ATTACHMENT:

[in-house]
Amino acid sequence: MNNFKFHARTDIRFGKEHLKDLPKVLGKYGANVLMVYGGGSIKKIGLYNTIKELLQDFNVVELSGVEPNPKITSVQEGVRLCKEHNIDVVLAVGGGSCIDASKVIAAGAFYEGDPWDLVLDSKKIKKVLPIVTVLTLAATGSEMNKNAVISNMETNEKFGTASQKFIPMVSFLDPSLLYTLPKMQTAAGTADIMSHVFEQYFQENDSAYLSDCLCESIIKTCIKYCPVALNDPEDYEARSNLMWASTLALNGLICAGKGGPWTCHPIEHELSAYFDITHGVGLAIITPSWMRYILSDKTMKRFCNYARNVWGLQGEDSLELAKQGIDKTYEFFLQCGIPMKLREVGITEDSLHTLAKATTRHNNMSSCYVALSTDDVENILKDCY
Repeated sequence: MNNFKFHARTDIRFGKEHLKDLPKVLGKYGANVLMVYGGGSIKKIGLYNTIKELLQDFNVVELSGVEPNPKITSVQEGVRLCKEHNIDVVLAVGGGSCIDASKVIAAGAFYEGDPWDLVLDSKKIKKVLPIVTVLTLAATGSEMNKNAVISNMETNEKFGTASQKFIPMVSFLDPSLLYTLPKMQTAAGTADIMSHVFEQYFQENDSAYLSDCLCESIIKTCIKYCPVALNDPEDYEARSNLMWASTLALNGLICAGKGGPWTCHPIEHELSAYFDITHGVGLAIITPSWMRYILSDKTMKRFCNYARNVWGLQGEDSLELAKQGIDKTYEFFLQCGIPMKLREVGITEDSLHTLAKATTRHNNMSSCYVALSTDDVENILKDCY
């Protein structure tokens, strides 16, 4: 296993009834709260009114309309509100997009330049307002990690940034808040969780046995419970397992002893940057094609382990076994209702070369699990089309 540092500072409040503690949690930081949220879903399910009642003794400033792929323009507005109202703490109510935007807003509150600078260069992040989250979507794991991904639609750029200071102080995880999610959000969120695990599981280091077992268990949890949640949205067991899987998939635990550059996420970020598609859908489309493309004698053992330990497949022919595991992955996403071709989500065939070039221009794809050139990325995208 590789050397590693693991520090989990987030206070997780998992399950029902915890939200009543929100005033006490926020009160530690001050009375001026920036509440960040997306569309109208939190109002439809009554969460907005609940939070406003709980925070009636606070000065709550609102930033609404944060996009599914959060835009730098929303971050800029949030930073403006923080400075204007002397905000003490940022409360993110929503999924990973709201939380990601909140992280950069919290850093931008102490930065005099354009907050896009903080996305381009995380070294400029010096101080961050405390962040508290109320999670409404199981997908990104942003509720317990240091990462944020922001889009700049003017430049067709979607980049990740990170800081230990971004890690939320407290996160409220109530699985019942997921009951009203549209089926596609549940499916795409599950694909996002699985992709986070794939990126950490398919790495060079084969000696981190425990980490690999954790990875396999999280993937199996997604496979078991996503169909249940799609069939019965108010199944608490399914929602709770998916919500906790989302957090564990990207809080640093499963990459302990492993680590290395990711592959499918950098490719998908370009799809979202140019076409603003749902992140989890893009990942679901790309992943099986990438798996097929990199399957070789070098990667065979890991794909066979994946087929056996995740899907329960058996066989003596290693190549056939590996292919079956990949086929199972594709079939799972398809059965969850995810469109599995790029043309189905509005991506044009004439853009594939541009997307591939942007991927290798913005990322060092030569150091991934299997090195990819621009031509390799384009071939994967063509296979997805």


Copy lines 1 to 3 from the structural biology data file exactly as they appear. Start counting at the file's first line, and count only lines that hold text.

[in-house]
Amino acid sequence: MNNFKFHARTDIRFGKEHLKDLPKVLGKYGANVLMVYGGGSIKKIGLYNTIKELLQDFNVVELSGVEPNPKITSVQEGVRLCKEHNIDVVLAVGGGSCIDASKVIAAGAFYEGDPWDLVLDSKKIKKVLPIVTVLTLAATGSEMNKNAVISNMETNEKFGTASQKFIPMVSFLDPSLLYTLPKMQTAAGTADIMSHVFEQYFQENDSAYLSDCLCESIIKTCIKYCPVALNDPEDYEARSNLMWASTLALNGLICAGKGGPWTCHPIEHELSAYFDITHGVGLAIITPSWMRYILSDKTMKRFCNYARNVWGLQGEDSLELAKQGIDKTYEFFLQCGIPMKLREVGITEDSLHTLAKATTRHNNMSSCYVALSTDDVENILKDCY
Repeated sequence: MNNFKFHARTDIRFGKEHLKDLPKVLGKYGANVLMVYGGGSIKKIGLYNTIKELLQDFNVVELSGVEPNPKITSVQEGVRLCKEHNIDVVLAVGGGSCIDASKVIAAGAFYEGDPWDLVLDSKKIKKVLPIVTVLTLAATGSEMNKNAVISNMETNEKFGTASQKFIPMVSFLDPSLLYTLPKMQTAAGTADIMSHVFEQYFQENDSAYLSDCLCESIIKTCIKYCPVALNDPEDYEARSNLMWASTLALNGLICAGKGGPWTCHPIEHELSAYFDITHGVGLAIITPSWMRYILSDKTMKRFCNYARNVWGLQGEDSLELAKQGIDKTYEFFLQCGIPMKLREVGITEDSLHTLAKATTRHNNMSSCYVALSTDDVENILKDCY